Association of Civilian Technicians, Texas Lone Star Chapter 100 and Association of Civilian Technicians, Wisconsin Chapter 26 (Army), Petitioners v. Federal Labor Relations Authority, Respondent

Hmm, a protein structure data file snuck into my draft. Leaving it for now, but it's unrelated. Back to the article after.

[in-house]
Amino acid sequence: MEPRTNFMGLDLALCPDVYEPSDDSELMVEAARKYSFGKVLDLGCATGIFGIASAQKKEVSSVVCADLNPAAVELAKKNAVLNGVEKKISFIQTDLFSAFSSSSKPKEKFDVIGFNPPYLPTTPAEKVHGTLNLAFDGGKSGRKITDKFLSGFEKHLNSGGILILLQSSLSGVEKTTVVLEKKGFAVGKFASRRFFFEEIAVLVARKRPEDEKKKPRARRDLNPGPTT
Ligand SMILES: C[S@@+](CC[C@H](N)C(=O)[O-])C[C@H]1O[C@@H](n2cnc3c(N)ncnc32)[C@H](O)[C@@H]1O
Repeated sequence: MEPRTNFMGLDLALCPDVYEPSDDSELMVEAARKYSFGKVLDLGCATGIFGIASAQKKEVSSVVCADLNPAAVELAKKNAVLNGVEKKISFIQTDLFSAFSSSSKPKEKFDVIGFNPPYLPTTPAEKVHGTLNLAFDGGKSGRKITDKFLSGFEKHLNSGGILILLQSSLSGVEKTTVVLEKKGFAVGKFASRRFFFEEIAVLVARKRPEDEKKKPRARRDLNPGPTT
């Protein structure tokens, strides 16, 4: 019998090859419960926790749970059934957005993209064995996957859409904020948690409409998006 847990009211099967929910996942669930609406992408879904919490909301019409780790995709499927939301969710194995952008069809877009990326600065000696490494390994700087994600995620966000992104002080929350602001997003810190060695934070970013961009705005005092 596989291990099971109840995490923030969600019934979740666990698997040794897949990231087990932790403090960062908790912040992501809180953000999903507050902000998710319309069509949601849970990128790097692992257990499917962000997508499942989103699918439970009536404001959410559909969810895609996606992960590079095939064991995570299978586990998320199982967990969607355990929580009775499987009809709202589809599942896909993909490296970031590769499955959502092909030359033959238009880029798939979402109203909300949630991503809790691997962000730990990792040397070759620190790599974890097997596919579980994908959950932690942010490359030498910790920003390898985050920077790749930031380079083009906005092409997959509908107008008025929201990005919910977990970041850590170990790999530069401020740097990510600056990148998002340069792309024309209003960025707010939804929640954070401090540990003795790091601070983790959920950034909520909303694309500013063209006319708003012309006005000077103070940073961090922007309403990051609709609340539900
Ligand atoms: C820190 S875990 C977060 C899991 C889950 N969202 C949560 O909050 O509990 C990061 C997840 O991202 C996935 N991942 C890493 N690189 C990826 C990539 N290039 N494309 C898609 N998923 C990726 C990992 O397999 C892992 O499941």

United States Court of Appeals FOR THE DISTRICT OF COLUMBIA CIRCUIT Argued March 16, 2001 Decided June 1, 2001 No. 00-1245 Association of Civilian Technicians, Texas Lone Star Chapter 100 and Association of Civilian Technicians, Wisconsin Chapter 26 (Army), Petitioners v. Federal Labor Relations Authority, Respondent On Petition for Review of an Order of the Federal Labor Relations Authority Daniel M. Schember argued the cause and filed the briefs for petitioner. Judith A. Hagley, Attorney, Federal Labor Relations Au- thority, argued the cause for respondent. With her on the brief were David M. Smith, Solicitor, and William R. Tobey, Deputy Solicitor. Before: Edwards, Chief Judge, Williams and Henderson, Circuit Judges. Opinion for the Court filed by Chief Judge Edwards. Edwards, Chief Judge: The National Guard Technician Act of 1968, 32 U.S.C. s 709(b), provides that, as a condition of civilian employment, technicians must, inter alia, be members of the National Guard and hold the military grade specified by the Secretary concerned. And s 709(a) of the Technician Act, 32 U.S.C. s 709(a), specifies that persons are employed as technicians "[u]nder regulations prescribed by the Secre- tary of the Army or the Secretary of the Air Force." Pursu- ant to this statutory authority, the Departments of the Army and the Air Force have promulgated regulations prohibiting military "grade inversion" in the National Guard. Under this policy, the military grade of a full-time supervisor must equal or exceed the military grade of personnel supervised. The grade inversion policy has been clarified to apply to persons assigned to Wage Leader positions in the National Guard. In this case, the Association of Civilian Technicians, Texas Lone Star Chapter 100 ("Texas-ACT"), and the Association of Civilian Technicians, Wisconsin Chapter 26 (Army) ("Wis- consin-ACT") (together, the "Unions"), the recognized collec- tive bargaining agents for technicians employed by the Texas National Guard and the Wisconsin National Guard, submitted bargaining proposals that would have allowed for the assign- ment of technicians to Wage Leader positions without restric- tion based on the technicians' military grade. When the proposals were found to be nonnegotiable by the Offices of the Adjutant General, the Unions filed negotiability appeals with the Federal Labor Relations Authority ("FLRA" or "Authority"). The Authority found that the duty to bargain in good faith did not extend to the Unions' proposals because National Guard technicians may not negotiate over military aspects of civilian technician employment. See Ass'n of Civilian Tech- nicians, Texas Lone Star Chapter 100, 55 F.L.R.A. (No. 196) 1226 (2000), reprinted in Joint Appendix ("J.A.") 10; Ass'n of Civilian Technicians, Texas Lone Star Chapter 100, 56 F.L.R.A. (No. 63) 432 (2000) (order denying motion for recon- sideration), reprinted in J.A. 15. This conclusion was based on the Authority's consideration of three statutory provisions: 10 U.S.C. s 976(c)(2), which prohibits bargaining with, or on behalf of, members of the armed forces, concerning the terms or conditions of their service; s 7117(a)(1) of the Federal Service Labor-Management Relations Statute, 5 U.S.C. s 7117(a)(1), which prohibits bargaining over matters incon- sistent with any federal law; and the aforecited s 709 of the Technician Act. See Ass'n of Civilian Technicians, Texas Lone Star Chapter 100, 55 F.L.R.A. at 1229. We deny the petition for review. The Unions' proposals are outside of the duty to bargain under 5 U.S.C. s 7117(a)(1), because they are inconsistent with s 709(b). See Ass'n of Civilian Technicians, Texas Lone Star Chapter 100, 55 F.L.R.A. at 1229. The legislative history of s 709(b) clearly supports the Authority's conclusion that, in requiring civilian technicians to "[h]old the military grade specified by the Secretary," s 709(b) directs a civilian technician to occupy a military grade equal to or exceeding that of subordinate personnel. See, e.g., Ass'n of Civilian Technicians, Mont. Air Chapter, 20 F.L.R.A. (No. 85) 717 (1985), petition for review denied, 809 F.3d 930 (D.C. Cir. 1987) (Table). Be- cause our decision rests principally on s 709, we need not reach the Unions' claim that the disputed proposals are negotiable subjects because they do not invite bargaining over a term or condition of military service in violation of 10 U.S.C. s 976(c)(2). I. Background The Texas and Wisconsin chapters of the Association of Civilian Technicians represent technicians employed by the Texas National Guard and the Wisconsin National Guard (the "Guards"). National Guard technicians are federal civilian employees, but they "perform even their civilian tasks 'in a distinctly military context, implicating significant military concerns.' " Illinois Nat'l Guard v. FLRA, 854 F.2d 1396, 1398 (D.C. Cir. 1988) (quoting New Jersey Air Nat'l Guard v. FLRA, 677 F.2d 276, 279 (3d Cir. 1982)). National Guard technicians are, thus, considered to be "dual status" employ- ees. See 10 U.S.C. s 10216; 32 U.S.C. s 709(b). As a prerequisite for their employment, technicians must be mem- bers of the National Guard unit in which they are employed, maintain the military grade specified for their positions, and wear their military uniforms while working. See 32 U.S.C. s 709(b); see also Ass'n of Civilian Technicians, Schenectady Chapter v. FLRA, 230 F.3d 377, 378 (D.C. Cir. 2000). On March 31, 1995, the Departments of the Army and the Air Force promulgated National Guard Regulation 600-25 and Air National Guard Instruction 36-102, prescribing the Guards' military inversion policy, as follows: Military grade inversion within the full-time work force is not permitted. The grade inversion concept is incon- sistent with the nature of the National Guard. The military grade of the full-time supervisor must equal or exceed the military grade of personnel supervised. Unit of assignment or service component of the individual does not change this policy. Personnel General: Military Technician Compatibility, NGR 600-25/ANGI 36-102 at 2-1.a. (Mar. 31, 1995), reprinted in J.A. 29, 46. Nearly three years later, the Chief of the National Guard Bureau for the Departments of the Army and the Air Force issued a policy guidance, clarifying that the military grade inversion policy applied to Wage Leaders. See Memorandum from Steve Nelson, Director for Human Resources, National Guard Bureau, NGB-HRC 690-500 (Jan. 7, 1998), reprinted in J.A. 27. Subsequently, in February 1999, the Wisconsin- ACT submitted the following bargaining proposal to the Wisconsin National Guard: A Wage Leader employee shall not, as a condition of employment, be required to hold a military rank which is equal to or exceeds the military ranks of the employees with whom the Wage Leader works. Memorandum from Leslie J. Hackett, President, Wis. Ass'n of Civilian Technicians Chapter 26 Army, to Col. James Krueck, Wis. Nat'l Guard-Human Resources (Feb. 2, 1999), reprinted in J.A. 21. One month later, the Texas-ACT submitted a similar proposal: An employee shall be eligible to apply for, to be selected for, and to be appointed to, a Wage Leader position, or a position that requires work with a Wage Leader, without restriction based on whether the employee's appointment would result in the Wage Leader having a military rank below that of any employee with whom the Wage Leader works. Letter from Ronald Webb, President, Ass'n of Civilian Tech- nicians, Texas Lone Star Chapter 100, to Gloria Sassman, Labor Relations Specialist, Texas Adjutant General's Dep't (Mar. 26, 1999), reprinted in J.A. 51-52. The Offices of the Adjutant General found both proposals to be nonnegotiable. See Memorandum from Col. James A. Krueck, Director, Wis. Nat'l Guard-Human Resources (Feb. 17, 1999), reprinted in J.A. 20; Letter from James D. Bishop, Labor Relations Specialist, Texas Adjutant General's Dep't, to Ronald Webb, President, Ass'n of Civilian Technicians, Texas Lone Star Chapter 100 (Apr. 27, 1999), reprinted in J.A. 53. The Unions then filed negotiability appeals with the Authority. On January 14, 2000, the Authority issued a Decision and Order dismissing the appeals. The Unions moved for recon- sideration, and on June 7, 2000, the Authority denied the motion for reconsideration. The Unions then filed this peti- tion for review. II. Analysis A. Standard of review Our review of an Authority negotiability determination is generally narrow. Am. Fed'n of Gov't Employees v. FLRA, 144 F.3d 85, 88 (D.C. Cir. 1998); Overseas Educ. Ass'n, Inc. v. FLRA, 858 F.2d 769, 771 (D.C. Cir. 1988). The Federal Service Labor-Management Relations Statute entrusts the Authority with "resolv[ing] issues relating to the duty to bargain in good faith." 5 U.S.C. s 7105(a)(2)(E). Review of a final order of the Authority incorporates s 706 of the Administrative Procedure Act. See 5 U.S.C. s 7123(c). Thus, when acting "within its authority" and "consistent with the congressional mandate," the Authority's decision may only be set aside if it is found to be "arbitrary, capricious, an abuse of discretion, or otherwise not in accordance with law." 5 U.S.C. s 706(2)(A); Bureau of Alcohol, Tobacco and Fire- arms v. FLRA, 464 U.S. 89, 97 & n.7, 98 n.8 (1983). When the Authority's decision does not " 'derive[ ] primari- ly' from its interpretation of part of its enabling statute," however, and when it construes statutes that it does not administer, "its interpretation is not entitled to deference." Dep't of Treasury v. FLRA, 837 F.2d 1163, 1167 & n.5 (D.C. Cir. 1988); see also Illinois Nat'l Guard, 854 F.3d at 1400. In the instant case, the Authority's decision rests, in part, on its interpretation of 10 U.S.C. s 976 and 32 U.S.C. s 709, legislative enactments that are not part of its enabling stat- ute. "We therefore accord the FLRA's construction of these statutory provisions no deference, although we shall, of course, follow its reasoning to the extent that we deem it sound." Dep't of Treasury, 837 F.2d at 1167. B. The proposals at issue are outside of the duty to bargain Section 7117(a)(1) of Title 5 specifies that the duty to bargain in good faith extends to matters "not inconsistent with any Federal law." 5 U.S.C. s 7117(a)(1). The FLRA found that the Unions' proposals are inconsistent with s 709(b) of the Technician Act, 32 U.S.C. s 709(b). We agree. Subsections 709(b)(2) and (3) of the Technician Act state that National Guard technicians must be members of the National Guard and hold the military grade specified by the Secretary concerned for that position, that is, the military grade specified by the Secretary of the Army or the Secre- tary of the Air Force. These two subsections were contained in s 202 of H.R. 2, a bill proposed "to strengthen the Reserve components of the Armed Forces, and clarify the status of National Guard technicians," as originally introduced. H.R. Rep. No. 90-13, at 1, 101-02 (1967). In Title II, which addressed the status of National Guard technicians, the bill as reported amended clause (b) of s 709 as follows: Except as prescribed by the Secretary concerned, a technician employed under subsection (a) shall, while so employed, be a member of the National Guard and hold the military grade specified by the Secretary concerned for that position. Id. at 101-02. In the Report accompanying the original bill, the Committee on Armed Services observed that "[c]lause (b) convert[ed] to a statutory requirement" that which had long been the practice of the Secretary concerned, namely "to designate certain positions as 'officer positions,' others as 'enlisted positions,' which [could] be filled only by individuals who hold the appropriate grade in the National Guard." Id. at 58. The Committee recognized the "high correlation be- tween the duties of the technician in his military and civilian capacities," and concluded that, [i]n the interest of efficiency and discipline, a military commander should not be a civilian subordinate of a member of his unit. Such inversions may be prevented by authorizing the Secretary concerned to establish the military grade required for employment in a particular technician position. Proposed 32 U.S.C. s 709(b) of the bill would so provide. Id. at 58-59 (emphasis added). In the Fall of 1967, the Committee on Armed Services, considering H.R. 2, agreed to defer action on the section addressing the status of National Guard technicians until the second session of the 90th Congress. Senate Comm. on Armed Services, 90th Cong. 1967-68 Legislative Calendar, at 25 (July 22, 1968). During the second session, the Committee reported S. 3865, the National Guard Technician Act of 1968. S. Rep. No. 90-1446 (1968). As with Title II of H.R. 2, a purpose of the bill was to clarify the technicians' legal status. Id. at 1. Important for present purposes, s 709 clause (b) of S. 3865 was identical to that contained in H.R. 2. Id. at 40- 41. The Report accompanying S. 3865 expressed the firm view that "technicians who are required to be military mem- bers of the National Guard should occupy a military position which is compatible with their civilian technician position." Id. at 20. The legislative history underlying s 709(b) underscores three points. First, Congress found compatibility require- ments to be essential to military "efficiency and discipline." Second, Congress intended to maintain the long-time practice of the Secretary "to designate certain positions" to "be filled only by individuals who hold the appropriate grade in the National Guard." Third, in requiring National Guard techni- cians to "[h]old the military grade specified by the Secretary concerned," s 709(b) aims, inter alia, to preserve the "high correlation between the duties of the technician in his military and civilian capacities." Because the Unions' proposals are at odds with these purposes, they are "inconsistent with [a] Federal law" and, consequently, outside the duty to bargain under s 7117(a)(1). See, e.g., Ass'n of Civilian Technicians, Mont. Air Chapter, 20 F.L.R.A. at 723-27 (examining legisla- tive history of s 709 and reaching same result). In short, under the Technician Act, it is clear that a National Guard technician "must" "hold the military grade specified by the Secretary concerned for that position," and that this requirement includes holding a grade that is consis- tent with the military grade inversion policy. It also appears undisputed that the Departments of the Army and the Air Force, implementing the decision of the Secretaries, specified that there could be no grade inversion in technician Wage Leader positions. The Authority was therefore fully warrant- ed in finding that the Unions' proposals were nonnegotiable under s 7117(a)(1). The Unions point out that the Authority did not find that s 709(b) grants the agency unfettered discretion to determine military grades. See Ass'n of Civilian Technicians, Texas Lone Star Chapter 100, 56 F.L.R.A. at 434 n.4. They assert, additionally, that because statutes granting agencies discre- tion, but not unfettered discretion, are not bars to negotiation, see, e.g., Dep't of Veterans Affairs, Veterans Admin. Med. Ctr., Veterans Canteen Serv., 44 F.L.R.A. (No. 16) 162, 163- 65 (1992), their proposals are not prohibited by s 709. This argument misses the point. Bargaining over the military grade inversion policy is in- consistent with a